Another set of very useful tools are the input/
output and redirection tools.
When you log into your UNIX account,
the Operating System creates three "streams of data" for you to
play with: standard input, standard output and standard error.
Standard input is typically a keyboard that allows you to send
characters to the computer. Standard output, on the other hand is usually
a monitor that is used by the computer to display characters
to the user. Finally, standard error is used by the computer to
notify the user of errors. In your case, standard error will often
be the monitor as well.
UNIX allows you to manipulate these streams in
many useful ways. Specifically, you can change where these streams of
data lead. For example, you might send the output of a command
to a file instead of to the monitor. Likewise, you might
send a saved set of commands in a file to the standard input
of a command. To perform input and output redirection you
use the "<" and ">" characters respectively
Let's look at a few examples.
To send the standard output of a
command to a file instead of a monitor you would put the command
on the left and the filename to the right of the ">" character like:
This would create a file called
directory_listing.txt that would contain a list of all the files in
the current directory.
What happens if there was already a file called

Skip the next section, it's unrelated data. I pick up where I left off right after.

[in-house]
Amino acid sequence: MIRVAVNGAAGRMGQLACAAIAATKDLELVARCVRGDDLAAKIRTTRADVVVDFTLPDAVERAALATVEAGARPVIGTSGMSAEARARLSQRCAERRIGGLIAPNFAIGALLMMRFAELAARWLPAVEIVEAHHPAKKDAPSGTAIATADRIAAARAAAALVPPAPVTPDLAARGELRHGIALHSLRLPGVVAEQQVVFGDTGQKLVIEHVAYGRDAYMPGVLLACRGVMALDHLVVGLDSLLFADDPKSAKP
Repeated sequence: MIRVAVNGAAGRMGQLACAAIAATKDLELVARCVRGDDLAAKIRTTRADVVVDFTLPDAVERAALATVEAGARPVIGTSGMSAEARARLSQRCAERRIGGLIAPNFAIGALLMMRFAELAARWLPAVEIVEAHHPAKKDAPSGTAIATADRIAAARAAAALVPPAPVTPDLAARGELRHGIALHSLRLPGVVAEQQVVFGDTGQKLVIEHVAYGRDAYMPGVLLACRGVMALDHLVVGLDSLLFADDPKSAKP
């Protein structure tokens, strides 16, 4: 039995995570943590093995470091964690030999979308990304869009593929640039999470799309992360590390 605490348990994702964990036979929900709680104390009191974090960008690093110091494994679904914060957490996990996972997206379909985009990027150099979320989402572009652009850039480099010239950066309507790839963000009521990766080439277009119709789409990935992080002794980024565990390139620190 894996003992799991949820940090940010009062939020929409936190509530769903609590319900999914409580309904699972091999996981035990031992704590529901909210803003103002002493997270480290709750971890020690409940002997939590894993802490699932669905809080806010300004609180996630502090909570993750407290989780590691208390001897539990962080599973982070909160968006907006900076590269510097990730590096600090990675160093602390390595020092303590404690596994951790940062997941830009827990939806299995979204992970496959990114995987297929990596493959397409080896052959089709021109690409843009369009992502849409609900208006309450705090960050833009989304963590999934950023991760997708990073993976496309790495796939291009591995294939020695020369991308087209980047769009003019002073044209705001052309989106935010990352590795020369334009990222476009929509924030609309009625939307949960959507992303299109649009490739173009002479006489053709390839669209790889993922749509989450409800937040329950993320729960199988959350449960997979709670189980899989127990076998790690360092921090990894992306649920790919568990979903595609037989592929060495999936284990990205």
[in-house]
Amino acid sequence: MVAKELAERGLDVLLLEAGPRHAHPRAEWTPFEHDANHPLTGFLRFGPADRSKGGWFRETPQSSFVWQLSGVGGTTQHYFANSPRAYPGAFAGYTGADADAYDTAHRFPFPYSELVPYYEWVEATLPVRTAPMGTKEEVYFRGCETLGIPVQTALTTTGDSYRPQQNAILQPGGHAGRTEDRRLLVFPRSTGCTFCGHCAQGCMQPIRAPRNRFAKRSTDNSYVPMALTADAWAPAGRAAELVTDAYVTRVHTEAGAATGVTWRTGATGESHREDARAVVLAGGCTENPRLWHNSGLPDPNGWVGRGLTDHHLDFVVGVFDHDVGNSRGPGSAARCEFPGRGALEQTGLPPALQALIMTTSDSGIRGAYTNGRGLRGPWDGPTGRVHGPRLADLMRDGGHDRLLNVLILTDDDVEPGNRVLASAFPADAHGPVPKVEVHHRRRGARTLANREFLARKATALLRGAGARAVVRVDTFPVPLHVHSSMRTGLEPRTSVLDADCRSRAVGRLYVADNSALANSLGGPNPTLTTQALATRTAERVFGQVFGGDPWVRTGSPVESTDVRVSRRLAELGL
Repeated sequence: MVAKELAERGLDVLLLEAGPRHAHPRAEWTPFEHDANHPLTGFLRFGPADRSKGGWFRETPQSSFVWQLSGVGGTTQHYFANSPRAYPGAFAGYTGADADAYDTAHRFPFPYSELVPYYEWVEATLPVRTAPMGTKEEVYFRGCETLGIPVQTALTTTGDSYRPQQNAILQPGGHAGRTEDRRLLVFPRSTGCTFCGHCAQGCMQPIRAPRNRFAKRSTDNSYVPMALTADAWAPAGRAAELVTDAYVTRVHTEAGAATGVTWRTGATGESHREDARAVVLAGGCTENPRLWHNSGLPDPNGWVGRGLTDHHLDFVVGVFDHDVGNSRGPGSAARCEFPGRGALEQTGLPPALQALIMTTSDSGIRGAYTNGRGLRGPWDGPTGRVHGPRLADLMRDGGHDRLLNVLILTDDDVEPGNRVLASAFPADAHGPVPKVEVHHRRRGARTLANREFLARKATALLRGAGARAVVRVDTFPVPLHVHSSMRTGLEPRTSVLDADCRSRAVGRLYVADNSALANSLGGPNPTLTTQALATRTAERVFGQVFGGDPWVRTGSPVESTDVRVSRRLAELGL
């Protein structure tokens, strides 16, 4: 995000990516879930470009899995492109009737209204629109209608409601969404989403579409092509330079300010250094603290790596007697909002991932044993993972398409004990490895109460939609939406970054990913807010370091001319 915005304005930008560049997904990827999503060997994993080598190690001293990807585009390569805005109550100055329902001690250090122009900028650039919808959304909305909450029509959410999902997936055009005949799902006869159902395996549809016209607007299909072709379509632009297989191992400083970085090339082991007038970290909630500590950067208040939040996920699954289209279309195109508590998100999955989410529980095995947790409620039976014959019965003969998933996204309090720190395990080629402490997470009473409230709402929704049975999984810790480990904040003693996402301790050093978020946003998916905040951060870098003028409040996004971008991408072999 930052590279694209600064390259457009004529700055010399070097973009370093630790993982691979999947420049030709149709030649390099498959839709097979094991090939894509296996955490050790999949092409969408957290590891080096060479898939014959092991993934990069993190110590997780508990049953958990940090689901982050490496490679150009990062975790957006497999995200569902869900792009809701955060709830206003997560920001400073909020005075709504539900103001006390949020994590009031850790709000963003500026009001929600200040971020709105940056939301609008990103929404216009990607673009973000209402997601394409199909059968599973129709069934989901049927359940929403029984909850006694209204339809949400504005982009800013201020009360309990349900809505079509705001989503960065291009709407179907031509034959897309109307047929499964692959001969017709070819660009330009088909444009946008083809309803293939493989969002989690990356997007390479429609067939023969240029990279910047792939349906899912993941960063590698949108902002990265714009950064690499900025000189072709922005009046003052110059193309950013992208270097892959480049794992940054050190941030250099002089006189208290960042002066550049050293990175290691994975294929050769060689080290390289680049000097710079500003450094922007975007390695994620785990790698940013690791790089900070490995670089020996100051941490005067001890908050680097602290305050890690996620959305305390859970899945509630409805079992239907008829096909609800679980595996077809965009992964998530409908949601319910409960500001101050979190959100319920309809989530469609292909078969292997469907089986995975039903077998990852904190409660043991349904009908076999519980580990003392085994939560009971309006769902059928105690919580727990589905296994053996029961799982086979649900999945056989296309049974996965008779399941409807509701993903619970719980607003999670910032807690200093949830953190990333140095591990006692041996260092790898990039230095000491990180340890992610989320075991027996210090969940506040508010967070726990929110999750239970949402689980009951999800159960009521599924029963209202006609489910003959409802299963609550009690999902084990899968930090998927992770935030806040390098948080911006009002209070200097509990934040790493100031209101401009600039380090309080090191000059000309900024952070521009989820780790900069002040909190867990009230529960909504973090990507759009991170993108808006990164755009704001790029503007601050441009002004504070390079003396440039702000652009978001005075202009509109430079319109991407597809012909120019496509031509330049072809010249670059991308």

directory_listing.txt? Well, it would be erased. If you want
to append to an existing file instead of overwriting it, you must use the ">>"
syntax such as
||Standard error works much the same way but
uses the "2>" syntax instead of the ">" syntax such as in the
following example which sends error messages from the ls
command to the file error.txt (there is no -U option).
ls -U 2> error.txt
Standard input works using the "<" character.
Thus, to send a set of pre-saved parameters to a command you might
do something like the following
Finally, you should note that you can
string input and output so that the following example would save
the contents of unsorted.txt in a sorted order in the file sorted.txt
Pipes (pipelines) work much like redirection except
that the work strictly on sets of commands. Specifically
pipes allow you to send the standard output of one command
to another command such as in the following case which sends the
directory listing to the sort comand which sorts the directory in
Note that in the graphic above,
pointed out, "the command should be
$ cat unsorted.txt | sort
not a big deal, but it maybe cause confusion to some
readers. Thanks Diego!
Note that a pipeline can be as long as is reasonable. Thus,
you might see a pipeline such as:
cat directory_listing | grep .html | sort | more
Of course, we will discuss all of
these utilities later, but you get the picture. Just think
that when you see "X | Y | Z" you should say to yourself
"Execute X and send the output to Y. Then send the output of
Y to Z."
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